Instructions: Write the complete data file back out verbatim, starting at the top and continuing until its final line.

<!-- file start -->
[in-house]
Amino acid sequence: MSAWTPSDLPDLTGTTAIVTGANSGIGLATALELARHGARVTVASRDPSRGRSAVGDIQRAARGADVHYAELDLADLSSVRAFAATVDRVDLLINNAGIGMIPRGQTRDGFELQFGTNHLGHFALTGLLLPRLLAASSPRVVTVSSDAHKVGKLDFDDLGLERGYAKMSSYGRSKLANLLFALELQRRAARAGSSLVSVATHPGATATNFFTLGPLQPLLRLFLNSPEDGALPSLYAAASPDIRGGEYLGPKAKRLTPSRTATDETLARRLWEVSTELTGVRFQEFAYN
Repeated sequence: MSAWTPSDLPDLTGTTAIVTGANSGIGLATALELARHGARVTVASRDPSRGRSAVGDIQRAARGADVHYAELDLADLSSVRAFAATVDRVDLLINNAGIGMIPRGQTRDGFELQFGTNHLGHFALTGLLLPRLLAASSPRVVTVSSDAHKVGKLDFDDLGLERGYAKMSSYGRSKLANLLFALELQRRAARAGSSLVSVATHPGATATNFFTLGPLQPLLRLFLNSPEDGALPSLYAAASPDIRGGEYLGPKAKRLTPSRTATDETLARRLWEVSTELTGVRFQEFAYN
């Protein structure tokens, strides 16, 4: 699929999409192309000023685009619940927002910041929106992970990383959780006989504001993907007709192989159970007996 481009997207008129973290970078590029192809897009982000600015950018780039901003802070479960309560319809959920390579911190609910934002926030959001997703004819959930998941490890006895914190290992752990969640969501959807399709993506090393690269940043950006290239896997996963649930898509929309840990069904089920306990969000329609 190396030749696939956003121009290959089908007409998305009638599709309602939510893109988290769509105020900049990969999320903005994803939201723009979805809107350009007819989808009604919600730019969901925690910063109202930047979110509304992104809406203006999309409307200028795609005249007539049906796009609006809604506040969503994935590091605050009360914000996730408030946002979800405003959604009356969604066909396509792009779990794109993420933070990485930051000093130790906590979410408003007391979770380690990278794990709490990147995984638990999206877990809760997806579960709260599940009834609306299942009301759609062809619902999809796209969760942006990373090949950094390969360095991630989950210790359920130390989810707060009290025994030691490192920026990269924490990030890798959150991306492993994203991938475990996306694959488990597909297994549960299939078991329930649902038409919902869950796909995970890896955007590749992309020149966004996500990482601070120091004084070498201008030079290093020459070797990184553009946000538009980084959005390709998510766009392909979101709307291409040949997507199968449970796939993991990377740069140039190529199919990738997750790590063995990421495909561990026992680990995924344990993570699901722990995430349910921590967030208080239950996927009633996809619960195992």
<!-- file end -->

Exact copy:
[in-house]
Amino acid sequence: MSAWTPSDLPDLTGTTAIVTGANSGIGLATALELARHGARVTVASRDPSRGRSAVGDIQRAARGADVHYAELDLADLSSVRAFAATVDRVDLLINNAGIGMIPRGQTRDGFELQFGTNHLGHFALTGLLLPRLLAASSPRVVTVSSDAHKVGKLDFDDLGLERGYAKMSSYGRSKLANLLFALELQRRAARAGSSLVSVATHPGATATNFFTLGPLQPLLRLFLNSPEDGALPSLYAAASPDIRGGEYLGPKAKRLTPSRTATDETLARRLWEVSTELTGVRFQEFAYN
Repeated sequence: MSAWTPSDLPDLTGTTAIVTGANSGIGLATALELARHGARVTVASRDPSRGRSAVGDIQRAARGADVHYAELDLADLSSVRAFAATVDRVDLLINNAGIGMIPRGQTRDGFELQFGTNHLGHFALTGLLLPRLLAASSPRVVTVSSDAHKVGKLDFDDLGLERGYAKMSSYGRSKLANLLFALELQRRAARAGSSLVSVATHPGATATNFFTLGPLQPLLRLFLNSPEDGALPSLYAAASPDIRGGEYLGPKAKRLTPSRTATDETLARRLWEVSTELTGVRFQEFAYN
């Protein structure tokens, strides 16, 4: 699929999409192309000023685009619940927002910041929106992970990383959780006989504001993907007709192989159970007996 481009997207008129973290970078590029192809897009982000600015950018780039901003802070479960309560319809959920390579911190609910934002926030959001997703004819959930998941490890006895914190290992752990969640969501959807399709993506090393690269940043950006290239896997996963649930898509929309840990069904089920306990969000329609 190396030749696939956003121009290959089908007409998305009638599709309602939510893109988290769509105020900049990969999320903005994803939201723009979805809107350009007819989808009604919600730019969901925690910063109202930047979110509304992104809406203006999309409307200028795609005249007539049906796009609006809604506040969503994935590091605050009360914000996730408030946002979800405003959604009356969604066909396509792009779990794109993420933070990485930051000093130790906590979410408003007391979770380690990278794990709490990147995984638990999206877990809760997806579960709260599940009834609306299942009301759609062809619902999809796209969760942006990373090949950094390969360095991630989950210790359920130390989810707060009290025994030691490192920026990269924490990030890798959150991306492993994203991938475990996306694959488990597909297994549960299939078991329930649902038409919902869950796909995970890896955007590749992309020149966004996500990482601070120091004084070498201008030079290093020459070797990184553009946000538009980084959005390709998510766009392909979101709307291409040949997507199968449970796939993991990377740069140039190529199919990738997750790590063995990421495909561990026992680990995924344990993570699901722990995430349910921590967030208080239950996927009633996809619960195992």